“As a society, our collective understanding of racism has been powerfully influenced by the shocking images of the Jim Crow era and the struggle for civil rights. When we think of racism we think of Governor Wallace of Alabama blocking the schoolhouse door; we think of water hoses, lynchings, racial epithets, and “whites only” signs. …
“Our understanding of racism is therefore shaped by the most extreme expressions of individual bigotry, not by the way in which it functions naturally, almost invisibly (and sometimes with genuinely benign intent), when it is embedded in the structure of a social system.
“The unfortunate reality we must face is that racism manifests itself not only in individual
attitudes and stereotypes, but also in the basic structure of society.”

Allow me to give you an example.  I live in a predominately White community.  Just a few miles away is Gary, Indiana, which is predominately Black.  A few years ago, I learned that the schools in Gary were suffering from chronic heating shortages, and the school kids were forced to wear coats, hats, and gloves in class.  That would never have happened in my kid’s school.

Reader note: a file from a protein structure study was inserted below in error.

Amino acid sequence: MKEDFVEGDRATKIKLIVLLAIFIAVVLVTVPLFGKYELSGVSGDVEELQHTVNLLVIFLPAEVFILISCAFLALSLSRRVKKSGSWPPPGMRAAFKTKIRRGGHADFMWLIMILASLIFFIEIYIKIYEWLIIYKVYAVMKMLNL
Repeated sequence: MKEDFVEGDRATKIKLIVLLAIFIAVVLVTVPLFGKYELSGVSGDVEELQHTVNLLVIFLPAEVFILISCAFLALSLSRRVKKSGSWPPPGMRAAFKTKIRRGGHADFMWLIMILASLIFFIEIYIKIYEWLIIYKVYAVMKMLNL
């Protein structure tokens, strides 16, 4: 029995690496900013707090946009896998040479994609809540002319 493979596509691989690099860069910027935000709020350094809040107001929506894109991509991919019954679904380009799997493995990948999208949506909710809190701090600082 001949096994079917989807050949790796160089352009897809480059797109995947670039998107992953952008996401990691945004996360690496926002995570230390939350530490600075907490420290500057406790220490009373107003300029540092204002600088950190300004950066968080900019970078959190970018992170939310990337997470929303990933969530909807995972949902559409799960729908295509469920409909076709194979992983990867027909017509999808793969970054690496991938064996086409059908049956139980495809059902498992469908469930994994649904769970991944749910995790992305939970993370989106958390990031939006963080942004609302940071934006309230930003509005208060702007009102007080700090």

This is a form of systemic racism.  It is caused by a racist educational system, which systematically allocates fewer resources to communities of color, and it is perpetuated by a collective indifference of Whites to what happens to People of Color. And all of this happens without any explicit expression of racism by any individuals.  Thousands of Black children who live just a few miles away from me are systematically denied an equal education, and all that happens without anyone ever uttering the N-word.  In light of this, White declarations of “I’m not a racist” ring hollow.

The metanarrative of individualism can also be seen in another common response of Whites to anti-racism advocacy: tokenism.  Tokenism is when Whites point to individual People of Color who have achieved some degree of (usually financial) success, in order to rebut the idea that People of Color are systematically disadvantaged.  Michelle Alexander explains, “[C]osmetic diversity, which focuses on providing opportunities to individual members of under-represented groups, both diminishes the possibility that unfair rules will be challenged and legitimates the entire system.” 

It is not enough for Whites to proclaim our non-racism; we must become actively anti-racist.  We live in a racist system.  This is part of Martin Luther King meant when he said we are “caught in an inescapable network of mutuality” and “tied together in the single garment of destiny”.  Being non-racist does not exculpate White people like me.  We benefit from racist systems, while People of Color are disadvantaged.  Whether or not we are guilty of individual acts of racism or implicit racial bias is almost beside the point;  we are still responsible for the part we play in the system.  If we’re not working to dismantle the structures which maintain racist systems, then we are helping to maintain those systems.  If we are not part of the solution, then we are part of the problem.